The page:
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Using HTML5 <video> with <canvas>

Onur Şuyalçınkaya

Onur Şuyalçınkaya

3 mins read

You’ve already learned a lot about the <video> element in my previous article “What I’ve Learned From Working With HTML5 Video Over A Month”, but did you know that the <video> and <canvas> elements would be a great choice to use together? In fact, the two elements are absolutely wondrous when you combine them! I’m going to show you a handy demo using these two elements, which I hope will prompt cool future projects from you. Firstly, place the <video> and <canvas> elements in your HTML. Give your dimensions(width, height) to <canvas> according to your video. And of course, hide your video with the hidden attribute or “display: none” styling. Because

<canvas> will do the trick for you ;) Let’s go through one by one.

<canvas width="1280" height="720"></canvas>
<video src="foo.mp4" preload="auto" autoplay playsinline webkit-playsinline muted hidden></video>

We’re hiding the video element because we just want <canvas> to show the video, not <video> element itself.

Let’s declare the variables that will be used.

const canvas = document.querySelector('canvas')
const video = document.querySelector('video')

These our <canvas> and <video> elements that will be used later.

const fps = 60

fps means frame per second. It’s important according to the video’s frame. You may want to use it as 24, or 30, or 60. It will be used for the intervals millisecond value.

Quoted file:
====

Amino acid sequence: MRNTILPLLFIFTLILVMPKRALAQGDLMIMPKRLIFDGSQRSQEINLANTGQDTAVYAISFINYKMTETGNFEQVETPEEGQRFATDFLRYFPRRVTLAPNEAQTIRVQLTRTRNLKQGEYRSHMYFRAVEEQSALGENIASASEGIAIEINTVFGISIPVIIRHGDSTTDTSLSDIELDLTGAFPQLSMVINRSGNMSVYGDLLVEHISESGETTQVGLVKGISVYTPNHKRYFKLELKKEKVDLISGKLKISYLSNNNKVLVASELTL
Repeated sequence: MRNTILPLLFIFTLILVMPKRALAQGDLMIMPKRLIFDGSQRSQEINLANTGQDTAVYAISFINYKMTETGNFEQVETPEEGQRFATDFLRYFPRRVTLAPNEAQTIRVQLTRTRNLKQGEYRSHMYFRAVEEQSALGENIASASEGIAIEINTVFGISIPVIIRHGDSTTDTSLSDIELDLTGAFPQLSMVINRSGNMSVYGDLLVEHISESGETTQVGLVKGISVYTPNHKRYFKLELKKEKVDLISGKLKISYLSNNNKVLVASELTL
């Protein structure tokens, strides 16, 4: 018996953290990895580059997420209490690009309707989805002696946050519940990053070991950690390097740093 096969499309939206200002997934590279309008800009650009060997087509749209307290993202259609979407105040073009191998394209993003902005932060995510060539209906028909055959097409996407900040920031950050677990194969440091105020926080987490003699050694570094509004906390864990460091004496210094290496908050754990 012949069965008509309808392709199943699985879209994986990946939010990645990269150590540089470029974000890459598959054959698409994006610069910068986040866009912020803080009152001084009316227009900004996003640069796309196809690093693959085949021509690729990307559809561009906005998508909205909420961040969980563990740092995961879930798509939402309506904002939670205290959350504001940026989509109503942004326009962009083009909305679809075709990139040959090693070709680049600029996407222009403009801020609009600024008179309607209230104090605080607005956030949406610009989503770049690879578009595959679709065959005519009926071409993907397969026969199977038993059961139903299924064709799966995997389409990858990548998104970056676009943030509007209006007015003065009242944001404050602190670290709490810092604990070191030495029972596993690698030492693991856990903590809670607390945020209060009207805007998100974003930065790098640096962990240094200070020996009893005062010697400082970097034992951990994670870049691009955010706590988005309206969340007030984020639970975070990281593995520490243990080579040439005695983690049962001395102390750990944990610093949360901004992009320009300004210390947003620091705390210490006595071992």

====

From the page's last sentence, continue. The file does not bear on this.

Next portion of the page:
const width = 1280
const height = 720

width and height are the dimensions in pixels of the video. They will be given to the canvas element. If you do not specify them, <canvas> will take 300 for width and 150 for height as default which may break your view.

const canvasInterval = null

I will use canvasInterval variable to set and clear an interval to make <canvas> follow and unfollow the <video> element.

Here is the magical part, with the whole code.

const canvas = document.querySelector('canvas');
const video = document.querySelector('video');
const fps = 60;
const width = 1280;
const height = 720;
const canvasInterval = null;

drawImage() {
  canvas.getContext('2d', { alpha: false }).drawImage(video, 0, 0, width, height);
}

canvasInterval = window.setInterval(() => {
  drawImage(video);
}, 1000 / fps);

video.onpause = function() {
  clearInterval(canvasInterval);
};

video.onended = function() {
  clearInterval(canvasInterval);
};

video.onplay = function() {
  clearInterval(canvasInterval);
  canvasInterval = window.setInterval(() => {
    drawImage(video);
  }, 1000 / fps);
};

drawImage() method draws the video onto the canvas. video.onpause(), video.onended(), and video.onplay() methods are related to the performance issue. When the video paused or ended, we do not need to draw <video> onto the <canvas>, because you know, the frame is not changing after paused or ended. And when the <video> starts playing/resuming, <canvas> should start/resume drawing the <video> onto <canvas> as well.